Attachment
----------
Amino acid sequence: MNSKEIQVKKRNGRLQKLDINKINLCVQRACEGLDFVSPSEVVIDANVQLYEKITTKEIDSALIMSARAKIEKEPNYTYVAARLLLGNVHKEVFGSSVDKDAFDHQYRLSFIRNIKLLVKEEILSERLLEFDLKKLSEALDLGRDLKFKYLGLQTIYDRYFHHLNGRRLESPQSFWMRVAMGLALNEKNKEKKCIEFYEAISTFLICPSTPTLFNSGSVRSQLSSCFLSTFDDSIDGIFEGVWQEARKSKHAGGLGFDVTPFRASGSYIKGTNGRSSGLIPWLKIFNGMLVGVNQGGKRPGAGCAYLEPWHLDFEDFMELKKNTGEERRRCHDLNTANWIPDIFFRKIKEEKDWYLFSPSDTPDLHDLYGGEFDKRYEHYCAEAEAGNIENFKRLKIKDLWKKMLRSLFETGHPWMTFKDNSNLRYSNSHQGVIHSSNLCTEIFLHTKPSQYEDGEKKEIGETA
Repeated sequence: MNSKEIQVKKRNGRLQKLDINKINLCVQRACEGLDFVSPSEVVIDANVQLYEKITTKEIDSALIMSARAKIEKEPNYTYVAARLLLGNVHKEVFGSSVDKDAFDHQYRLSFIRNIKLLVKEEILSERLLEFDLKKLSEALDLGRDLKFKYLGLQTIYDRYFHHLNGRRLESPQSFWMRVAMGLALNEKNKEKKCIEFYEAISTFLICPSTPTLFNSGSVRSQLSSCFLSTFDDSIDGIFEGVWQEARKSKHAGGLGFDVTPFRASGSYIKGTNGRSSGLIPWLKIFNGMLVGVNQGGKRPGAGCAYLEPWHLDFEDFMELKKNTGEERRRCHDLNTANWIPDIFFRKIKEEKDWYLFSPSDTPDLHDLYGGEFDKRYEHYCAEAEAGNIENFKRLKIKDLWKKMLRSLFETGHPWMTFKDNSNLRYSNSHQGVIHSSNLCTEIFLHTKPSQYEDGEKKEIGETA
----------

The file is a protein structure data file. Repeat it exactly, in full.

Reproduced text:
Amino acid sequence: MNSKEIQVKKRNGRLQKLDINKINLCVQRACEGLDFVSPSEVVIDANVQLYEKITTKEIDSALIMSARAKIEKEPNYTYVAARLLLGNVHKEVFGSSVDKDAFDHQYRLSFIRNIKLLVKEEILSERLLEFDLKKLSEALDLGRDLKFKYLGLQTIYDRYFHHLNGRRLESPQSFWMRVAMGLALNEKNKEKKCIEFYEAISTFLICPSTPTLFNSGSVRSQLSSCFLSTFDDSIDGIFEGVWQEARKSKHAGGLGFDVTPFRASGSYIKGTNGRSSGLIPWLKIFNGMLVGVNQGGKRPGAGCAYLEPWHLDFEDFMELKKNTGEERRRCHDLNTANWIPDIFFRKIKEEKDWYLFSPSDTPDLHDLYGGEFDKRYEHYCAEAEAGNIENFKRLKIKDLWKKMLRSLFETGHPWMTFKDNSNLRYSNSHQGVIHSSNLCTEIFLHTKPSQYEDGEKKEIGETA
Repeated sequence: MNSKEIQVKKRNGRLQKLDINKINLCVQRACEGLDFVSPSEVVIDANVQLYEKITTKEIDSALIMSARAKIEKEPNYTYVAARLLLGNVHKEVFGSSVDKDAFDHQYRLSFIRNIKLLVKEEILSERLLEFDLKKLSEALDLGRDLKFKYLGLQTIYDRYFHHLNGRRLESPQSFWMRVAMGLALNEKNKEKKCIEFYEAISTFLICPSTPTLFNSGSVRSQLSSCFLSTFDDSIDGIFEGVWQEARKSKHAGGLGFDVTPFRASGSYIKGTNGRSSGLIPWLKIFNGMLVGVNQGGKRPGAGCAYLEPWHLDFEDFMELKKNTGEERRRCHDLNTANWIPDIFFRKIKEEKDWYLFSPSDTPDLHDLYGGEFDKRYEHYCAEAEAGNIENFKRLKIKDLWKKMLRSLFETGHPWMTFKDNSNLRYSNSHQGVIHSSNLCTEIFLHTKPSQYEDGEKKEIGETA